Review: The Hunger Games (12A) / Director: Gary Ross / Screenplay: Gary Ross, Suzanne Collins, Billy Ray / Starring: Jennifer Lawrence, Josh Hutcherson, Liam Hemsworth, Woody Harrelson, Stanley Tucci, Wes Bentley, Elizabeth Banks, Toby Jones / Release Date: March 23rd
When you are dealing with a much loved novel written in the first person you are inevitably going to suffer when it comes to some of the finer details. The Hunger Games trilogy is all written in the first person from the perspective of heroine Katniss Everdeen and as a result you see the world through her eyes and get some specific details with regards to feelings and events. The film version of the first book; The Hunger Games, loses some detail that make the ruling totalitarian regime an evil and sinister presence and also makes the central romance feel a little unbelievable. On the whole though it’s a successful first film in a franchise that deserves your attention and hardcore fans will be very happy.
In case you have been living under a rock, The Hunger Games takes place in a future United States which has been split into twelve districts under the command of the decadent ‘capitol’ Panem. The districts are made up of farming and mining communities that all toil to keep the capitol running. As a consequence of a civil war, once a year each district is made to give up two of its children between 12 and 18 to compete in a fight to the death which is televised for the nation. This is a means of reminding everyone who is in charge and keeping the populace under control. The film follows the 74th ‘Hunger Games’ as Katniss Everdeen (Jennifer Lawrence) volunteers in place of her younger sister and is thrust into the spotlight along with Peeta Mellark (Josh Hutcherson) who may or may not have feelings for Katniss.
The film version follows the first book faithfully but some of the more disturbing elements are excised. We get to see more of the goings on behind the scenes which involve President Snow (Donald Sutherland), ‘Gamemaker’ Seneca Crane (Wes Bentley) and former contestant and survivor Haymitch Abernathy (Woody Harrelson). By losing some of the details which we get from the first person perspective in the books, the story comes across more as reality TV gone mad type scenario and less about the cruelty of a dictatorship. By including more of the characters that are not featured prominently in the first book they cleverly manage to lay the groundwork and character detail for what is to come.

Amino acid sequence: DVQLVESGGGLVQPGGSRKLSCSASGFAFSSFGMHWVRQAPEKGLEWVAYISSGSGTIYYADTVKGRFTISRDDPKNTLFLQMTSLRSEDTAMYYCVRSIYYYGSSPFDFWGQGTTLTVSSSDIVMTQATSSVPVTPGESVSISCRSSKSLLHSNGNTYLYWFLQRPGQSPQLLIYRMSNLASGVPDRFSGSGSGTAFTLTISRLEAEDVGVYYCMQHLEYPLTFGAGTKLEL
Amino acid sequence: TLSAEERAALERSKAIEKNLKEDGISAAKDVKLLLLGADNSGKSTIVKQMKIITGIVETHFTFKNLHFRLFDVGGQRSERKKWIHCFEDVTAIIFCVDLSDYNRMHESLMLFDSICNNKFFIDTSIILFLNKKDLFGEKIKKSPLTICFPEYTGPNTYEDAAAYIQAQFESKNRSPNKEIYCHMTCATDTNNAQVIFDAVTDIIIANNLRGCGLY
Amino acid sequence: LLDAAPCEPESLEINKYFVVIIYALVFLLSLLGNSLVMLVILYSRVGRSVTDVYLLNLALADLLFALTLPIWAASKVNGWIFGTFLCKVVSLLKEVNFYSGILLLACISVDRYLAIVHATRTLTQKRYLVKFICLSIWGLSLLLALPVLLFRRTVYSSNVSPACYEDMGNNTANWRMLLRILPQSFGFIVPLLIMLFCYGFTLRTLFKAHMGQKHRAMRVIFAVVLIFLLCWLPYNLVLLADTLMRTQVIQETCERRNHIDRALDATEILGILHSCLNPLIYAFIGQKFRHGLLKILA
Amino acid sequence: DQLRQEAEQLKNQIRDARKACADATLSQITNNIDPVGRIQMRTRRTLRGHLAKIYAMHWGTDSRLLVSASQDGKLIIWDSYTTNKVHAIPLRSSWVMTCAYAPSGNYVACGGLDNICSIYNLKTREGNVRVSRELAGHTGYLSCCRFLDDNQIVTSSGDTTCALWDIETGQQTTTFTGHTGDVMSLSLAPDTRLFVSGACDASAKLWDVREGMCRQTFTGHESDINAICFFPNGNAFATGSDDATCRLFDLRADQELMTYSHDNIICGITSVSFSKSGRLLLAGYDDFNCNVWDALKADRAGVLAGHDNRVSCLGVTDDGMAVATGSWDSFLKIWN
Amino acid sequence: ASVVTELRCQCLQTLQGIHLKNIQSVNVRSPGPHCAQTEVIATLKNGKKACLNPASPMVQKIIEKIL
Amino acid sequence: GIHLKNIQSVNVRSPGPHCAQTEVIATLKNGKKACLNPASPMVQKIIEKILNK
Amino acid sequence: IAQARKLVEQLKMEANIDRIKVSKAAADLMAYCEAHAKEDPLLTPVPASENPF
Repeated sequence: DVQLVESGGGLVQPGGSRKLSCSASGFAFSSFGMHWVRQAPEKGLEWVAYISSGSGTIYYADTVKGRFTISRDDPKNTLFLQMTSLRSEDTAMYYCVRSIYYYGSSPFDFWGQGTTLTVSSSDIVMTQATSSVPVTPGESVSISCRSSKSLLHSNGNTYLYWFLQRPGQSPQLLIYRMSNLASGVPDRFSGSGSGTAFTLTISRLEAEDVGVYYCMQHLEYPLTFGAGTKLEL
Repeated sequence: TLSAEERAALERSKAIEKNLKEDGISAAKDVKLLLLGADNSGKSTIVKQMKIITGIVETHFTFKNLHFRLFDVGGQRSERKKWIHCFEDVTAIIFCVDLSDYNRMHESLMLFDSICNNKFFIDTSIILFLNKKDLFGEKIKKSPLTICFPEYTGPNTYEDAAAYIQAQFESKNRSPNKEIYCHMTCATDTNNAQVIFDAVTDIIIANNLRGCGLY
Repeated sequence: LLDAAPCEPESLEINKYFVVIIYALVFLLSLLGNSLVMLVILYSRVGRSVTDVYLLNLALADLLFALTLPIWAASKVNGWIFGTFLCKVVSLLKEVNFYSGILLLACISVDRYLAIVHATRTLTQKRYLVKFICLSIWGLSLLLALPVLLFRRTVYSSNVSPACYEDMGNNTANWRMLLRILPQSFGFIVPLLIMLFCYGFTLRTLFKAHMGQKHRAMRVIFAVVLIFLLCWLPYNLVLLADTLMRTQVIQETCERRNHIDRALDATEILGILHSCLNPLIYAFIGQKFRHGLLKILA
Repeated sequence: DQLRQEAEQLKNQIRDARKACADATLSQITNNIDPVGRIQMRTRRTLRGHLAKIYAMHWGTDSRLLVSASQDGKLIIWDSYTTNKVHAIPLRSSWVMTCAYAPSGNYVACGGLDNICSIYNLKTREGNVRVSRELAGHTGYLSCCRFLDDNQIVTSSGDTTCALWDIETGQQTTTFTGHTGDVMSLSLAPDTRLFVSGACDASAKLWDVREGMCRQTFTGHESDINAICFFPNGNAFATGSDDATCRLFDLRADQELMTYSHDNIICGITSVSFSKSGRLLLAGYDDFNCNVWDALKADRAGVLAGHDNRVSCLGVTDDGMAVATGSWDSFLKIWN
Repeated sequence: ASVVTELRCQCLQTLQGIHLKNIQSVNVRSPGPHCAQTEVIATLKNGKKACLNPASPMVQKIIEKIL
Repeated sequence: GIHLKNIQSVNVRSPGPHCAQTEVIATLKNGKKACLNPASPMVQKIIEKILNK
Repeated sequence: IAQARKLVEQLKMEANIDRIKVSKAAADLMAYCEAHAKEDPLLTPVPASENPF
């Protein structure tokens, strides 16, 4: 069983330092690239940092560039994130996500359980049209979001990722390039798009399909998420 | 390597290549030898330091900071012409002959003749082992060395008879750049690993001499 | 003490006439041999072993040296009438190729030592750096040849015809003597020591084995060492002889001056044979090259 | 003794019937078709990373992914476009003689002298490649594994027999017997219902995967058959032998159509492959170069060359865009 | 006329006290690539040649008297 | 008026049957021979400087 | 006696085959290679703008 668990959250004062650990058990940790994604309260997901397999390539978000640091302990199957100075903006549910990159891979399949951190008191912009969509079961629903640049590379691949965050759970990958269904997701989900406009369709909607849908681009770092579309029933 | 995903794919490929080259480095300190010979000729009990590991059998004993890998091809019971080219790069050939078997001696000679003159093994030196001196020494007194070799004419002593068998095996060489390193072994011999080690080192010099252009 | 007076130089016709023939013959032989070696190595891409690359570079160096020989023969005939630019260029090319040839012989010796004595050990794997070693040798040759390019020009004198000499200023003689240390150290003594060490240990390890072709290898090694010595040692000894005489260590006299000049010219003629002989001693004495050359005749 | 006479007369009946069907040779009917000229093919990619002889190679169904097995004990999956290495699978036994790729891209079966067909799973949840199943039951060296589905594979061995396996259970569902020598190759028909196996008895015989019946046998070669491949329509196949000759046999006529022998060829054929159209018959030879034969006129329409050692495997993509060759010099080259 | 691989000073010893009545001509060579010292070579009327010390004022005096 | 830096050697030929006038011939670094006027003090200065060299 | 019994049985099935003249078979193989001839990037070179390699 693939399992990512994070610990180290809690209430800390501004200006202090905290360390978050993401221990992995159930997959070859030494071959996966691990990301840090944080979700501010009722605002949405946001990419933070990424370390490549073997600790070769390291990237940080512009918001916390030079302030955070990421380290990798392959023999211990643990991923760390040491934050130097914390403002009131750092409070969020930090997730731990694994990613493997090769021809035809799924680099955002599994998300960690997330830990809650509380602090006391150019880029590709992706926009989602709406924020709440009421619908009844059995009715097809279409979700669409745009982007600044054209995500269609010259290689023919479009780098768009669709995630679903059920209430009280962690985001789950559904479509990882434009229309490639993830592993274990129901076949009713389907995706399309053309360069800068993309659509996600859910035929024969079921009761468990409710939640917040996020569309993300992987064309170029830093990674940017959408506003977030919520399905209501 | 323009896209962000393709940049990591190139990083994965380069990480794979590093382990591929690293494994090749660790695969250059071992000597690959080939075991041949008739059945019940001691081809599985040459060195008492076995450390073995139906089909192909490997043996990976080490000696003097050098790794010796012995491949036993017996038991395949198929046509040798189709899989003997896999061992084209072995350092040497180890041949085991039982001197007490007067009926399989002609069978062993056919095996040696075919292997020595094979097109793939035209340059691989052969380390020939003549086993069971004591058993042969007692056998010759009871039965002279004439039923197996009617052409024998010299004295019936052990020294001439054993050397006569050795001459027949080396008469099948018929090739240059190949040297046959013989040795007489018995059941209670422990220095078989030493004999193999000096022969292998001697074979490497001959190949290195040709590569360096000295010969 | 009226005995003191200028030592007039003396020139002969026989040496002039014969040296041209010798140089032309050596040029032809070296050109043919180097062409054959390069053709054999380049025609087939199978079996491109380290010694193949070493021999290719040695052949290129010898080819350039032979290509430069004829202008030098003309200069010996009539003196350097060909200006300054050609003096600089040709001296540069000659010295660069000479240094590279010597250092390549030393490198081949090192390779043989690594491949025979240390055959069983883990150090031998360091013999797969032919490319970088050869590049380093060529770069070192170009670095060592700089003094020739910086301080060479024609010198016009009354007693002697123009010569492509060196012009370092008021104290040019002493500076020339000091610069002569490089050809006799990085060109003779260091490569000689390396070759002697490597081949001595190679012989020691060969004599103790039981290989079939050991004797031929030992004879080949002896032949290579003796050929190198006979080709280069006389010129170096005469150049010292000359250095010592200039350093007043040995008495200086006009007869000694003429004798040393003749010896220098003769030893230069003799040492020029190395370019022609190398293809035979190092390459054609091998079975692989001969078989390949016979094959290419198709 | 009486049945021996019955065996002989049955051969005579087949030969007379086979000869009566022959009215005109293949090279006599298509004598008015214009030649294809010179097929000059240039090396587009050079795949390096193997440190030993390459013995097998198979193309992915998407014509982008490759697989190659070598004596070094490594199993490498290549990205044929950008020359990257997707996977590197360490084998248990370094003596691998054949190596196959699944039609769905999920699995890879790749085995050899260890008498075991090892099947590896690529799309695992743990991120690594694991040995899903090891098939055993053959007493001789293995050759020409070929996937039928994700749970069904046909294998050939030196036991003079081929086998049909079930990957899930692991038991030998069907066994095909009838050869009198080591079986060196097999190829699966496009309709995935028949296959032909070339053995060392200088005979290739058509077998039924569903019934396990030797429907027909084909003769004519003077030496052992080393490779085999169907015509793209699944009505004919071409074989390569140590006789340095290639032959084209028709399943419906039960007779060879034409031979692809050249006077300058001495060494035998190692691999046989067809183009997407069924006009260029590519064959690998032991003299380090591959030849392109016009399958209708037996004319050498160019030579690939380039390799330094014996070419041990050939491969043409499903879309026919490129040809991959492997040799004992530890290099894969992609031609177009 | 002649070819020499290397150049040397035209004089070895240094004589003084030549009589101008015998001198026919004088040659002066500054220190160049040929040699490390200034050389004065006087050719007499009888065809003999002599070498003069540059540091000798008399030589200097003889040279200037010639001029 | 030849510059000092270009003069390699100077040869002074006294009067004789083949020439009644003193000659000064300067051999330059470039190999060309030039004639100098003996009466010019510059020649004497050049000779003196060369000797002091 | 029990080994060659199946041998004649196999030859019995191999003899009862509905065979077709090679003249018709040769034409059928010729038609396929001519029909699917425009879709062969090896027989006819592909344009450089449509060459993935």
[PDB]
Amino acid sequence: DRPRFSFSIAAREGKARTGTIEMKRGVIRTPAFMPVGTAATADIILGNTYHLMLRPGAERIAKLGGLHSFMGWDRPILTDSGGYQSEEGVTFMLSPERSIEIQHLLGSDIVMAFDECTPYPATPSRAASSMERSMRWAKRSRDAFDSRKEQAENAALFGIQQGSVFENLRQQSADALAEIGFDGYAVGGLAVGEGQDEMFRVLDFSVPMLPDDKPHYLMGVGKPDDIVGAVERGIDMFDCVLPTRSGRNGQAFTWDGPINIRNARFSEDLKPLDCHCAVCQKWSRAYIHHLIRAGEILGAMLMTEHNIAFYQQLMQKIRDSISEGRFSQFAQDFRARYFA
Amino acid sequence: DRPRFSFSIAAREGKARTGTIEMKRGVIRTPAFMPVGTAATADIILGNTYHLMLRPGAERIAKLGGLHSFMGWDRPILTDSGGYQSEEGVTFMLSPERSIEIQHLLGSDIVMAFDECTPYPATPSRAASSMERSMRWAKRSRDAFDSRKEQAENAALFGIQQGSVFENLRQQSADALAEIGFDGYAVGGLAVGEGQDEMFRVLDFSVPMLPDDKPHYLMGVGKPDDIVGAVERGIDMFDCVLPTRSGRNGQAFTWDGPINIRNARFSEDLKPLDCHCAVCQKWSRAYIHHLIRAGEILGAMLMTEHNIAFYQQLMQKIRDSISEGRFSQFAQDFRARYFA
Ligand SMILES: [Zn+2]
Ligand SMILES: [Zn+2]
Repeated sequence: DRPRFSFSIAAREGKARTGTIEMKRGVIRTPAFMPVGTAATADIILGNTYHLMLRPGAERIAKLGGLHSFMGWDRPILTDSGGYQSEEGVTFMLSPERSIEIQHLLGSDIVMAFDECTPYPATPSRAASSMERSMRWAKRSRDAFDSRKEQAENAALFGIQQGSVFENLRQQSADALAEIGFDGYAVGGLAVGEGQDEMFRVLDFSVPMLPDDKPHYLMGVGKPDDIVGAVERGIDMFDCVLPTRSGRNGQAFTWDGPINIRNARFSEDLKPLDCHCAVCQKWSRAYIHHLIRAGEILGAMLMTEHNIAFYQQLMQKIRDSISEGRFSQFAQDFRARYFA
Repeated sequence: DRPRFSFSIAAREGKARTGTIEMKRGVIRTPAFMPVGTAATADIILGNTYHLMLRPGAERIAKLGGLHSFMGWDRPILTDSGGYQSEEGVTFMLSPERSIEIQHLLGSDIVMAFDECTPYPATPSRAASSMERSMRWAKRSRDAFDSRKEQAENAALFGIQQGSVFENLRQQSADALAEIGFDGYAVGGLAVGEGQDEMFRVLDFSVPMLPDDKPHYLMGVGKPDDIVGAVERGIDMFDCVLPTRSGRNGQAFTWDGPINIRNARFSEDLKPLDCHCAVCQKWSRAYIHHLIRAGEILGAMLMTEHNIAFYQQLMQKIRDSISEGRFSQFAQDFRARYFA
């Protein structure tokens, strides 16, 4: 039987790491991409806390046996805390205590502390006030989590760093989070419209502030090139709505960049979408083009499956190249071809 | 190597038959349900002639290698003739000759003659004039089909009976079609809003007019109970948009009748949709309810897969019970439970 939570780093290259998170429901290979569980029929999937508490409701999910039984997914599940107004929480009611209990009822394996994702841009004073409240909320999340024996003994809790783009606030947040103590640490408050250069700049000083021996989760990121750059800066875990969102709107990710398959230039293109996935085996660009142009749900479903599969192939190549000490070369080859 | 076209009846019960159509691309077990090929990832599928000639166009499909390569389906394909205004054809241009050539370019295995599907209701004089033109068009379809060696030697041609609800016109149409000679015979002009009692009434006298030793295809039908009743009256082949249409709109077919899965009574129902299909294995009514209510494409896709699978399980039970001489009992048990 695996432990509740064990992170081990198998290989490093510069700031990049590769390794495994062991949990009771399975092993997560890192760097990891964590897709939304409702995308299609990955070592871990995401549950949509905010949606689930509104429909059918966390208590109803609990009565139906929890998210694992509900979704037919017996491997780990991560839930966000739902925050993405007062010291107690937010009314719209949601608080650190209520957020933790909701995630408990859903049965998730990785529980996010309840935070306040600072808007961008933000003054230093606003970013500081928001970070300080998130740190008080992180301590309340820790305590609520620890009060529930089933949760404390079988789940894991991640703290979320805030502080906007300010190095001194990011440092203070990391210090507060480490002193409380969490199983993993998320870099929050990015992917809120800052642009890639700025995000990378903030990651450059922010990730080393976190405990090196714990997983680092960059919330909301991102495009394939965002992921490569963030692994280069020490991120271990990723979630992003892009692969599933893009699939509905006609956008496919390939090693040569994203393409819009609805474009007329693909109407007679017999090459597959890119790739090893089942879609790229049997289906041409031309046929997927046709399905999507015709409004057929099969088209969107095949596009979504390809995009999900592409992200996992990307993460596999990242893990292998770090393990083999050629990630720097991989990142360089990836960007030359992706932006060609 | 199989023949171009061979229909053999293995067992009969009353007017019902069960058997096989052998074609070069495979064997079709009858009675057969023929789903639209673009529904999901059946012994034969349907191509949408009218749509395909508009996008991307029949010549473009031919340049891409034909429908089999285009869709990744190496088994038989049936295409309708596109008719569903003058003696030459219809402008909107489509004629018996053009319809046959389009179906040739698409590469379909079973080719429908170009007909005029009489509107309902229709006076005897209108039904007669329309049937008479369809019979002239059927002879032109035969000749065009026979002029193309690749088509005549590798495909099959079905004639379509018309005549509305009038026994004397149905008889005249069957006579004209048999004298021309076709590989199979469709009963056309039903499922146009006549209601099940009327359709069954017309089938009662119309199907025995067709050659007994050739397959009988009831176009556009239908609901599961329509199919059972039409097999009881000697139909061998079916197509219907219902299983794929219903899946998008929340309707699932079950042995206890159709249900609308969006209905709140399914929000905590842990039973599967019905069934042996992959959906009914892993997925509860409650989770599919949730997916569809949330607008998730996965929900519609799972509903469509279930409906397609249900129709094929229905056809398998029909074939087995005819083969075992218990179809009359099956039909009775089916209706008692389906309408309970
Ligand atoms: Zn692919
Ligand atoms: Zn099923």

For a film that involves kids slaughtering each other, the violence is understandably toned down. You are spared some of the more brutal moments in the book and by not going into full on gore, Gary Ross has somehow managed to make the violence more disturbing. The opening of the games where the kids rush to get supplies and weapons whilst trying to avoid death is brilliantly done and is fast paced, filmed mostly on handheld cameras. The deaths are quick and sudden without showing blood and somehow it has greater impact.
Jennifer Lawrence is brilliant as usual and embodies the heroine that will get the nation's sympathy effortlessly. Woody Harrelson is also perfect as the sad, drunken Haymitch, a character that has great depths which will be revealed in subsequent films. Josh Hutcherson and the lesser known performers who make up the contestants all rise to the challenge and come across as naturally scared or troubled young people in an awful situation.
Whilst it’s not quite the slam-dunk we hoped for, The Hunger Games is a great film which is brutal, heartbreaking and thrilling and sets the scene perfectly for what is to come.
Expected Rating: 10 out of 10